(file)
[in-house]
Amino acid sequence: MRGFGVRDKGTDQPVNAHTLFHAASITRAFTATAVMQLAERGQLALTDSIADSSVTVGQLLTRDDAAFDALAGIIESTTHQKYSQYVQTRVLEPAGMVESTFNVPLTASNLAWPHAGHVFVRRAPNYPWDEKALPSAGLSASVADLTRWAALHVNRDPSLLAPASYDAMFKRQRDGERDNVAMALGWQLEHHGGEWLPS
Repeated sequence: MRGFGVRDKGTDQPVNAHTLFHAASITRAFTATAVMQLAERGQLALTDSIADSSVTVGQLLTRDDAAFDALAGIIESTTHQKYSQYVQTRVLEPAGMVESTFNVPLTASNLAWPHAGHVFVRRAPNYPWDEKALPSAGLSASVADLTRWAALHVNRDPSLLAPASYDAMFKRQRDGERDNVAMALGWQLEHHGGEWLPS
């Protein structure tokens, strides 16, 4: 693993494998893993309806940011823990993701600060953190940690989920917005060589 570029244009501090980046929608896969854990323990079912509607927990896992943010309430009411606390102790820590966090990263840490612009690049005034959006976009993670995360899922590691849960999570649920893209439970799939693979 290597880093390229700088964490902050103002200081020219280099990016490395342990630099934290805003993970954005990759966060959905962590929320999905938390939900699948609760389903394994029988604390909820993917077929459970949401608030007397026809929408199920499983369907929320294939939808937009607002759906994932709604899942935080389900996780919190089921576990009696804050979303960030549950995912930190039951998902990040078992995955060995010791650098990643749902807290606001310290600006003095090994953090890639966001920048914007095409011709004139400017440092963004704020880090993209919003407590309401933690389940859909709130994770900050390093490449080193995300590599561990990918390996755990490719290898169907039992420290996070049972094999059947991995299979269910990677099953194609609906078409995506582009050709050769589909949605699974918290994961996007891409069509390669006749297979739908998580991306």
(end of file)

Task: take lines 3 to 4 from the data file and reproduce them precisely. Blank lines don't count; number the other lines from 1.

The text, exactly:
Repeated sequence: MRGFGVRDKGTDQPVNAHTLFHAASITRAFTATAVMQLAERGQLALTDSIADSSVTVGQLLTRDDAAFDALAGIIESTTHQKYSQYVQTRVLEPAGMVESTFNVPLTASNLAWPHAGHVFVRRAPNYPWDEKALPSAGLSASVADLTRWAALHVNRDPSLLAPASYDAMFKRQRDGERDNVAMALGWQLEHHGGEWLPS
């Protein structure tokens, strides 16, 4: 693993494998893993309806940011823990993701600060953190940690989920917005060589 570029244009501090980046929608896969854990323990079912509607927990896992943010309430009411606390102790820590966090990263840490612009690049005034959006976009993670995360899922590691849960999570649920893209439970799939693979 290597880093390229700088964490902050103002200081020219280099990016490395342990630099934290805003993970954005990759966060959905962590929320999905938390939900699948609760389903394994029988604390909820993917077929459970949401608030007397026809929408199920499983369907929320294939939808937009607002759906994932709604899942935080389900996780919190089921576990009696804050979303960030549950995912930190039951998902990040078992995955060995010791650098990643749902807290606001310290600006003095090994953090890639966001920048914007095409011709004139400017440092963004704020880090993209919003407590309401933690389940859909709130994770900050390093490449080193995300590599561990990918390996755990490719290898169907039992420290996070049972094999059947991995299979269910990677099953194609609906078409995506582009050709050769589909949605699974918290994961996007891409069509390669006749297979739908998580991306």